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No Common Ground for Christie and Buono on Social Issues, Policies

“He’s sacrificing the safety of our children by vetoing commonsense gun laws just to cater to the Republican right and the NRA (National Rifle Association) because they play big in Republican presidential primaries,” she said.

His actions won Christie praise from the NRA’s New Jersey affiliate, the Association of New Jersey Rifle and Pistol Clubs.

"After seven months of intense battle over misguided legislation that won't stop another crime or prevent another tragedy, we are grateful that Gov. Christie has finally ended the discussion on the worst of the bills by tossing them onto the scrap heap where they belong," said ANJRPC Executive Director Scott Bach in a statement posted on the group’s website. "These vetoes put gun-banning politicians on notice that exploiting tragedy to advance an agenda against legal gun owners, instead of punishing violent criminals, will not be entertained."

Buono had voted for that bill and also said she would reduce the maximum capacity of ammunition magazines from 15 to 10 bullets. Citing Sandy Hook and other recent mass shootings in Tucson, AZ, and Aurora, CO, Buono said, “If these magazines had been smaller, lives could have been saved.”

She also supports requiring that all sales of ammunition be face to face, as all gun sales are required to be. That would make it illegal to use the mail, Internet or telephone to conduct ammunition sales. That provision was part of S-2723, which Christie vetoed.

Buono’s full position paper on gun violence is posted online.

Had the state Supreme Court not declined to stay a lower court ruling that ordered same-sex marriages to begin last Monday, and indicated it would likely uphold that ruling early next year, the issue might be more important in this campaign.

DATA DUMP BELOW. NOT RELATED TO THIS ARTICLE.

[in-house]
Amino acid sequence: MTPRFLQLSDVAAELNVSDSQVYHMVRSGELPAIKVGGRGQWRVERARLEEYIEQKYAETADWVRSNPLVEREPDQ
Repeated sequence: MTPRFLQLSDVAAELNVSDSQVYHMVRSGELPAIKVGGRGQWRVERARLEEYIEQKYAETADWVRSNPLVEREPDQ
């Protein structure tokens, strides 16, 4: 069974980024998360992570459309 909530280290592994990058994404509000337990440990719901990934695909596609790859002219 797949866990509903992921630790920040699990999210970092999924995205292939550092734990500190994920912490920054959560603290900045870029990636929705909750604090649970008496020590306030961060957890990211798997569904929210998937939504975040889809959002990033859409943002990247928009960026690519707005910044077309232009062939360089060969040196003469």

Still, some argue, there are some fine points to work out regarding same sex marriage in the state. Advocates would prefer to see it codified, rather than have the authority for allowing the unions rest with a Superior Court decision.

The two major candidates’ positions on the issue could not be clearer: Buono supports same-sex marriages and Christie does not. The governor conditionally vetoed a bill that would have written gay marriage into state law, saying he wanted the issue put up as a question before voters. His administration tried to stop the courts from ordering that same sex unions occur, although he did drop his administration’s appeal when the Supreme Court indicated he would likely lose.

During the second debate, Christie stated his personal beliefs about marriage would not change even if one of his children told him he was gay and wanted to marry his partner.

Stating he would first hug his child and express his love for the child, Christie said, “I would also tell them that dad believes that marriage is between one man and one woman. My children understand there are going to be differences of opinion in our house and in houses all across the state of New Jersey. I support the 2,000-year old definition. They would understand that their father loves them.”

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